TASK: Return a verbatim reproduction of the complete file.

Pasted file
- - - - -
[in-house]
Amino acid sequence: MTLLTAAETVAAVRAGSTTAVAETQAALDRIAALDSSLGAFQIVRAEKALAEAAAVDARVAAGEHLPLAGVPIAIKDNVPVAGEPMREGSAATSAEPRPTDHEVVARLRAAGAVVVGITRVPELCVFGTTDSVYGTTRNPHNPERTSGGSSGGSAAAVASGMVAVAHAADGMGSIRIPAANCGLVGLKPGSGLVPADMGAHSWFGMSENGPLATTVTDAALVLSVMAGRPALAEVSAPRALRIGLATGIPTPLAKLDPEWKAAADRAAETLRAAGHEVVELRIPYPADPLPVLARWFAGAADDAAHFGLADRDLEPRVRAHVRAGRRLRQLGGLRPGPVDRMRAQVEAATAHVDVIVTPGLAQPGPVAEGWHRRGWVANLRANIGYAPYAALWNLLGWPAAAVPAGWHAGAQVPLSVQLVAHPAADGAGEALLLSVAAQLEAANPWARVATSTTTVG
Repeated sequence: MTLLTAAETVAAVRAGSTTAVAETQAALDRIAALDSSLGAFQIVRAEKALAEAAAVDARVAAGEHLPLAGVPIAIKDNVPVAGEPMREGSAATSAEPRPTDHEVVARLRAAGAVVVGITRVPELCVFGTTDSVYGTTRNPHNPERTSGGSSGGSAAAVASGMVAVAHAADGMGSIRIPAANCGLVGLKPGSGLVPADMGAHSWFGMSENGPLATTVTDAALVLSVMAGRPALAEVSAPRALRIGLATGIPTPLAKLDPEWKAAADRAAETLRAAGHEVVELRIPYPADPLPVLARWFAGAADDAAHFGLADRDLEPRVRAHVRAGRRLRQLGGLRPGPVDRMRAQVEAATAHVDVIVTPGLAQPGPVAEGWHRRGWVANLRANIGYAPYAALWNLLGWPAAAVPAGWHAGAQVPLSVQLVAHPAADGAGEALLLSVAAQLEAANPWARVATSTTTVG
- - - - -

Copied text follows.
[in-house]
Amino acid sequence: MTLLTAAETVAAVRAGSTTAVAETQAALDRIAALDSSLGAFQIVRAEKALAEAAAVDARVAAGEHLPLAGVPIAIKDNVPVAGEPMREGSAATSAEPRPTDHEVVARLRAAGAVVVGITRVPELCVFGTTDSVYGTTRNPHNPERTSGGSSGGSAAAVASGMVAVAHAADGMGSIRIPAANCGLVGLKPGSGLVPADMGAHSWFGMSENGPLATTVTDAALVLSVMAGRPALAEVSAPRALRIGLATGIPTPLAKLDPEWKAAADRAAETLRAAGHEVVELRIPYPADPLPVLARWFAGAADDAAHFGLADRDLEPRVRAHVRAGRRLRQLGGLRPGPVDRMRAQVEAATAHVDVIVTPGLAQPGPVAEGWHRRGWVANLRANIGYAPYAALWNLLGWPAAAVPAGWHAGAQVPLSVQLVAHPAADGAGEALLLSVAAQLEAANPWARVATSTTTVG
Repeated sequence: MTLLTAAETVAAVRAGSTTAVAETQAALDRIAALDSSLGAFQIVRAEKALAEAAAVDARVAAGEHLPLAGVPIAIKDNVPVAGEPMREGSAATSAEPRPTDHEVVARLRAAGAVVVGITRVPELCVFGTTDSVYGTTRNPHNPERTSGGSSGGSAAAVASGMVAVAHAADGMGSIRIPAANCGLVGLKPGSGLVPADMGAHSWFGMSENGPLATTVTDAALVLSVMAGRPALAEVSAPRALRIGLATGIPTPLAKLDPEWKAAADRAAETLRAAGHEVVELRIPYPADPLPVLARWFAGAADDAAHFGLADRDLEPRVRAHVRAGRRLRQLGGLRPGPVDRMRAQVEAATAHVDVIVTPGLAQPGPVAEGWHRRGWVANLRANIGYAPYAALWNLLGWPAAAVPAGWHAGAQVPLSVQLVAHPAADGAGEALLLSVAAQLEAANPWARVATSTTTVG